A forged paring knife may put you back around 35 dollars for a 4-inch blade, while a 6-inch utility knife may come in at around 30 dollars. Furthermore, a good-quality forged bread knife may cost approximately 13 dollars.
As with any piece of equipment, the prices vary wildly. Try to invest in the best quality knife you can afford because it lasts longer and performs the task properly. Think about the jobs you perform the most when cooking to understand what type of knife you need and buy the appropriate tool.
However, avoid overly cheap knives. They tend to come with handles riveted onto the blade, which causes an inherent weakness. Consequently, the knife won’t last long, and the blade may start to wobble as you use it. Look for forged knives as they give greater control when working and last longer.
What Is a Forged Handle?
Forged knives usually have a full or partial tang which constitutes an extension of the blade that reaches into the handle.
The handle and the blade effectively form one piece, which adds to the knife’s strength and stability. You may find a handle grip bolted to the tang, or the tang itself comes formed as the handle.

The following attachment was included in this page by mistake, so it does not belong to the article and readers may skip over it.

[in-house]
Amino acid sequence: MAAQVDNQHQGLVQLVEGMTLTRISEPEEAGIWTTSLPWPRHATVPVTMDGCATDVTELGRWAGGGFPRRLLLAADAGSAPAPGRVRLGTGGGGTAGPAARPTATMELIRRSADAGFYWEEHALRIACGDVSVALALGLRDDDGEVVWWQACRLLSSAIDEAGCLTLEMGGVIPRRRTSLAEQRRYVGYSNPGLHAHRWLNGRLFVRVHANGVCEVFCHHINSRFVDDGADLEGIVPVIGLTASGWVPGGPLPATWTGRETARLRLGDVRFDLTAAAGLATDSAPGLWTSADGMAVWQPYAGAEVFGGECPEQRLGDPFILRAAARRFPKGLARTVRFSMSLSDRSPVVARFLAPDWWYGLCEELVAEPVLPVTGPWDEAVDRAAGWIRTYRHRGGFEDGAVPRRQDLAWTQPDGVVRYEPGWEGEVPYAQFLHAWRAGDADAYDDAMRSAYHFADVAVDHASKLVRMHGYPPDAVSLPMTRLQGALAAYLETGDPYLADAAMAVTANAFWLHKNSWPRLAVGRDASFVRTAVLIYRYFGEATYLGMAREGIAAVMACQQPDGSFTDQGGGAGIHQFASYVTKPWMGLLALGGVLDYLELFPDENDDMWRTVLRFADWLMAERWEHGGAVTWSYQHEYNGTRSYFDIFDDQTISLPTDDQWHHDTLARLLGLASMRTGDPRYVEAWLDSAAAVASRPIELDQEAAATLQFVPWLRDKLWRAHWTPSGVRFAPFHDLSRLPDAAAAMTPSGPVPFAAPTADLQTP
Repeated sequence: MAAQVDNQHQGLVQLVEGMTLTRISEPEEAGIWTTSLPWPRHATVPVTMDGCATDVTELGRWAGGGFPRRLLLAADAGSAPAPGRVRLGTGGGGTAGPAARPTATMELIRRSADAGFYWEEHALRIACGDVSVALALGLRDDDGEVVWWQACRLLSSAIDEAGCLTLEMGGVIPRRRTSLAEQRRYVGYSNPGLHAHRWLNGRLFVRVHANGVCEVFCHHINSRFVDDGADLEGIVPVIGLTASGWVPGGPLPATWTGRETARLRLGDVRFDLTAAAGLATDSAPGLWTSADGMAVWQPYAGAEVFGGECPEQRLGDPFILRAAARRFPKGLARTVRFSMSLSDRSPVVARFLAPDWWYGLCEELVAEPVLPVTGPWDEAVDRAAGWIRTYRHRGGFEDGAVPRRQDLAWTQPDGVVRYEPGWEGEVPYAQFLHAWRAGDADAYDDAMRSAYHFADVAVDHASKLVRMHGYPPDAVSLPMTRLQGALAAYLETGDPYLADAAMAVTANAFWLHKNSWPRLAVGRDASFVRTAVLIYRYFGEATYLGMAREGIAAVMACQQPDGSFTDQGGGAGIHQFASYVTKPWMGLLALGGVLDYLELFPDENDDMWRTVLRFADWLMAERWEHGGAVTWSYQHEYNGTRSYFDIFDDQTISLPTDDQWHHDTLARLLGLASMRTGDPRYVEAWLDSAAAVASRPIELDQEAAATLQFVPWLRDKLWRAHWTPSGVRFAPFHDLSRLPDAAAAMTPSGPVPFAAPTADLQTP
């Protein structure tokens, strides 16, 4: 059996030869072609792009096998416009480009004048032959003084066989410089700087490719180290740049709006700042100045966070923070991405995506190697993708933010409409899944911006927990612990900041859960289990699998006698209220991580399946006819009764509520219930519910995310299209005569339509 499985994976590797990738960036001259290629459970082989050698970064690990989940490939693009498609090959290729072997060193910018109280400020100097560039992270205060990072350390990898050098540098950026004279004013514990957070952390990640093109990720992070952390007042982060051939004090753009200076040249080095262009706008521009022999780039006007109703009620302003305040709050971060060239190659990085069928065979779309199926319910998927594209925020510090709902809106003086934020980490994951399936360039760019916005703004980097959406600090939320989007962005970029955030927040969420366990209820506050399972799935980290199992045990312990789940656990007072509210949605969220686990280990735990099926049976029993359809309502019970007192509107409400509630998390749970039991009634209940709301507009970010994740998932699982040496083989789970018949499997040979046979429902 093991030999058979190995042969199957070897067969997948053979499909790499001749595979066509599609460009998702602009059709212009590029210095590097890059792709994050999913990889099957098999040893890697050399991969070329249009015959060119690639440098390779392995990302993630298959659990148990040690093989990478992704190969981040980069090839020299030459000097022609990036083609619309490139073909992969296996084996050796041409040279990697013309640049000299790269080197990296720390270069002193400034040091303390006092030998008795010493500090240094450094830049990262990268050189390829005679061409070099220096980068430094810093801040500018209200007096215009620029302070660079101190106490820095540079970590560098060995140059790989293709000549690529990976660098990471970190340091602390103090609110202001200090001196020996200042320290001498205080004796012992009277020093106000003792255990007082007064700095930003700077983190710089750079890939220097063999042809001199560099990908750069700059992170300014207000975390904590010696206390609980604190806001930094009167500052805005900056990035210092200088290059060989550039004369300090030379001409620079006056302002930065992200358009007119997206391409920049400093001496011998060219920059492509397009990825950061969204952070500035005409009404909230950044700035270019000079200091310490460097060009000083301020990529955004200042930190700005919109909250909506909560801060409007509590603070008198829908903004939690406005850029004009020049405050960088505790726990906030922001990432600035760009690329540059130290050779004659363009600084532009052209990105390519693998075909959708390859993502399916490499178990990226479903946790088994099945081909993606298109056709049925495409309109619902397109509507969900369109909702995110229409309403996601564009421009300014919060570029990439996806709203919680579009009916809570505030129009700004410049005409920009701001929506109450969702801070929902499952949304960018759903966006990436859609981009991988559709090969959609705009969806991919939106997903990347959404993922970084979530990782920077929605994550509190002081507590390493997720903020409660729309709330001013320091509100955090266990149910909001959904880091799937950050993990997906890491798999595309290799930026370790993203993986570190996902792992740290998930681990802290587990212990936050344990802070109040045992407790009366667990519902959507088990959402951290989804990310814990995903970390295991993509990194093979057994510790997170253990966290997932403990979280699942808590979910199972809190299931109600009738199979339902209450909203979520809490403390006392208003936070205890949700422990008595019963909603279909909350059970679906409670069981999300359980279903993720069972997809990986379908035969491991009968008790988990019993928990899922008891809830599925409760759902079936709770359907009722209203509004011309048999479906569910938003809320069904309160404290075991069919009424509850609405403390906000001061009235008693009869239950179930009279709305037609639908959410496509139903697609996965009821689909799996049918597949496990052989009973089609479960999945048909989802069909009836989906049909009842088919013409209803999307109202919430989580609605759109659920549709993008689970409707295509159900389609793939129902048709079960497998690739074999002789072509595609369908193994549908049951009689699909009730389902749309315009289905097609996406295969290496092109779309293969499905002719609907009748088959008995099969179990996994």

Features of a forged knife
A forged knife has a wider lip called a bolster where it meets the handle. The bolster balances the blade and forms a convenient, safe place to grip the knife between thumb and forefinger.
If the knife has rivets or can see the metal along the edge of the handle, you have a good-quality forged knife.
A stamped knife constitutes a blade cut or stamped from a single sheet of metal, then honed and heat-treated for durability. Consequently, a stamped knife offers a cheaper alternative to forged knives.
While a stamped knife may not last as long or feel as heavy in your hand as a forged knife, they offer a cheaper alternative if you find yourself working with a tight budget.
Make Them Last
With a little tender loving care, your knives may last for many years. Store knives separately rather than on top of each other in a drawer, and never use knives for opening those cardboard packages!
Hand-wash your knives rather than use the dishwasher, which may corrode the blades and handles, and never leave them soaking in the sink’s bottom. Dry your knives immediately and put them away safely.
Recommended Read: Carbon Steel Knives Maintenance Tips and Hacks
Need New Knives Explored
A set of good-quality kitchen knives form a home cook’s best friend. Rather than turn your preparation into a Freddy Kruger nightmare, sharp knives allow you to effortlessly cut, slice and dice, and keep your fingers.
You may expect to pay anywhere from 100 dollars for a set of forged kitchen knives. Buying individual knives may cost more but gives you control over the type of knives you want to use. Furthermore, by storing and cleaning your knives properly, you may extend their lives and continue to chop for many years to come.